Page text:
25 August 2021
The European Commission has made €5 million available for research projects that aim to help law enforcement authorities maintain the ability to intercept telecommunications – something which is threatened by the adoption of new technologies such as 5G networks and “edge computing”.
The money is being made available via the €1.6 billion security research arm of the Horizon Europe research and innovation budget, which was launched earlier this year and will run until 2027.
The Commission’s call for proposals (pdf), published in May, notes that:
“…lawful interception systems will have to adapt to the increased use of encryption including end-to-end encryption, to edge computing that might limit the availability and accessibility to relevant data and to slicing technology that will multiply the number of virtual operators.”
It also underscores that quantum computers could not only “break current encryption standards,” but also make it possible “to develop new ways of encrypting communications for illicit purposes, making them impenetrable to interception.”
In response, the Commission aims to fund projects that will develop “better, modern and validated tools and training curricula to anticipate and cope with new and emerging technologies” and establish “common approaches” for authorities across Europe.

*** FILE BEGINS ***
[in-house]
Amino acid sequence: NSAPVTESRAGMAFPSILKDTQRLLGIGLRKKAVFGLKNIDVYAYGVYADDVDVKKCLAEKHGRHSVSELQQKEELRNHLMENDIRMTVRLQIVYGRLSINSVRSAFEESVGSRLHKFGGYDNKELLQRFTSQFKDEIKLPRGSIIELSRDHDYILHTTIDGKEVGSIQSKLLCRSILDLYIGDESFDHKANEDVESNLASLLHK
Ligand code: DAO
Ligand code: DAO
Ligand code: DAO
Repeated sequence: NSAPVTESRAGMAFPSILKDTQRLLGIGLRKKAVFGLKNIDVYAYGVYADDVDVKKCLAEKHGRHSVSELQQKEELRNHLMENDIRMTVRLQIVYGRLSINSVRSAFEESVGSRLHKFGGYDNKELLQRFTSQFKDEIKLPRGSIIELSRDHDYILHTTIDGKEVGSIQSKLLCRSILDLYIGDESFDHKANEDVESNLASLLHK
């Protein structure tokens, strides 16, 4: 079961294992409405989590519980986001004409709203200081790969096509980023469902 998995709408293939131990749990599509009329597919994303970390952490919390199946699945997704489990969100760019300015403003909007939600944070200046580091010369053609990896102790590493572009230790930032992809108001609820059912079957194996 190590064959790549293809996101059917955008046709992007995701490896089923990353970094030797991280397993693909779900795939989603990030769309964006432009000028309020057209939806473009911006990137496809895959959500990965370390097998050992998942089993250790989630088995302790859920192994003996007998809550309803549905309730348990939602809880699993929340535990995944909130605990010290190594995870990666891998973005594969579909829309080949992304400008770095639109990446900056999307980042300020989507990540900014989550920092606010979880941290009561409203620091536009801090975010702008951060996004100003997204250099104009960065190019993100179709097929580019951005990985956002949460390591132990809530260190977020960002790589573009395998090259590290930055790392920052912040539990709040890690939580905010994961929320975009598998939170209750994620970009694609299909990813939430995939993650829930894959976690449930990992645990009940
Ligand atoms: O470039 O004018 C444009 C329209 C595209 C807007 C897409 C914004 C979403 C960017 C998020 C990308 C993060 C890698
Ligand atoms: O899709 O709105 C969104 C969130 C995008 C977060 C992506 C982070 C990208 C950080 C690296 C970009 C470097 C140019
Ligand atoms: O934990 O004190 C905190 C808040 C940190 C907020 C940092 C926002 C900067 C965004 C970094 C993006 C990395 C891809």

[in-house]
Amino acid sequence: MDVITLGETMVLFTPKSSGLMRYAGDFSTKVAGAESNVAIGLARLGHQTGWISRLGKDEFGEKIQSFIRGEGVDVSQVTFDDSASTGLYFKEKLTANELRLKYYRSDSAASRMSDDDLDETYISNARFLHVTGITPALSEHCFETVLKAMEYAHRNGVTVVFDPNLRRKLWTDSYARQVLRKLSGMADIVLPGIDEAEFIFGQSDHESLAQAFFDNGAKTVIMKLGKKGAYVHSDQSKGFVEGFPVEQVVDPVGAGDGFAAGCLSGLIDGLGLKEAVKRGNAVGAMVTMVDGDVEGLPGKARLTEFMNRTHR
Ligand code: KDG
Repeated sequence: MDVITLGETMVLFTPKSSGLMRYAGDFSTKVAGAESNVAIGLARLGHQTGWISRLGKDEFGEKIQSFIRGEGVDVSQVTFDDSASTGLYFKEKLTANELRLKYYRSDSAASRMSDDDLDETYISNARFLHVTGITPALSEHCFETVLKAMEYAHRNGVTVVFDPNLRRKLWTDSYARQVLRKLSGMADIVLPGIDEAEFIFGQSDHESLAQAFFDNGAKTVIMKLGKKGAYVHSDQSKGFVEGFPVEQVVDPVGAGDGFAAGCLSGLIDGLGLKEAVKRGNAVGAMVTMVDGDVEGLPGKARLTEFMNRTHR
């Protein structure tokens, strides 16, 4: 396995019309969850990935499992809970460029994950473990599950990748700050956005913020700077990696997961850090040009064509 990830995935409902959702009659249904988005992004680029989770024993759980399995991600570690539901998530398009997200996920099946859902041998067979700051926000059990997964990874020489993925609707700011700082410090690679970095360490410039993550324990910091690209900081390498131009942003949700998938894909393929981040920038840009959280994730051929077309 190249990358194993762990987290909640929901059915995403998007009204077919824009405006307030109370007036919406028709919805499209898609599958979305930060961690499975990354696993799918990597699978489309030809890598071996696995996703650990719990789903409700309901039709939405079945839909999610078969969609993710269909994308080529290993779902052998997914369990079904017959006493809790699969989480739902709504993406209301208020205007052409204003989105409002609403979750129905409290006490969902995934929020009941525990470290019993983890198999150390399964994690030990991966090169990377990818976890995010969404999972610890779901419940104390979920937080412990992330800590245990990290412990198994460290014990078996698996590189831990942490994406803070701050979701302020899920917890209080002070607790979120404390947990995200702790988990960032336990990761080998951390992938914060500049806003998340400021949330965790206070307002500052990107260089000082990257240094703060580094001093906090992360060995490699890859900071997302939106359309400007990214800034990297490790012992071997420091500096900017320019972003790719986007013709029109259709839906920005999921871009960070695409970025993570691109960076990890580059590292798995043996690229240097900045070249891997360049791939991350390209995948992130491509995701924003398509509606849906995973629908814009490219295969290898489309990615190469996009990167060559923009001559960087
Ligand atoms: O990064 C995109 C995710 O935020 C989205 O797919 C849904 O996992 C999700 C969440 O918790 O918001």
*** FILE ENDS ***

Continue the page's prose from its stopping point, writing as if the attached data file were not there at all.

Other aims are for projects that will enable “improved support in shaping and tuning of regulation by security policy-makers on lawful interception and in case of new communications capabilities abused by criminals and terrorists,” and facilitate “Increased contribution of Police Authorities to standardisation activity in relation with lawful interception and access to digital evidences [sic]”.
The authorities’ intention to overcome, or at least limit, the challenges posed by 5G technology for traditional wiretapping techniques was highlighted in a previous Statewatch analysis, after Europol and the EU Counter-Terrorism Coordinator sounded the alarm in papers circulated in the Council of the EU in 2019.
European police chiefs agreed to cooperate in the issue back in 2018, after a discussion on the topic at their annual convention. A ‘European Group of Heads of Lawful Interception’ was subsequently set up, including all EU member states alongside Switzerland, Iceland, Norway and the UK.
It seems that these efforts have identified a need for investment into ways to deal with the problems that new technologies will cause for wiretapping, with the security research programme providing the vehicle for this investment.
The project or projects that are to be funded are yet to be announced.
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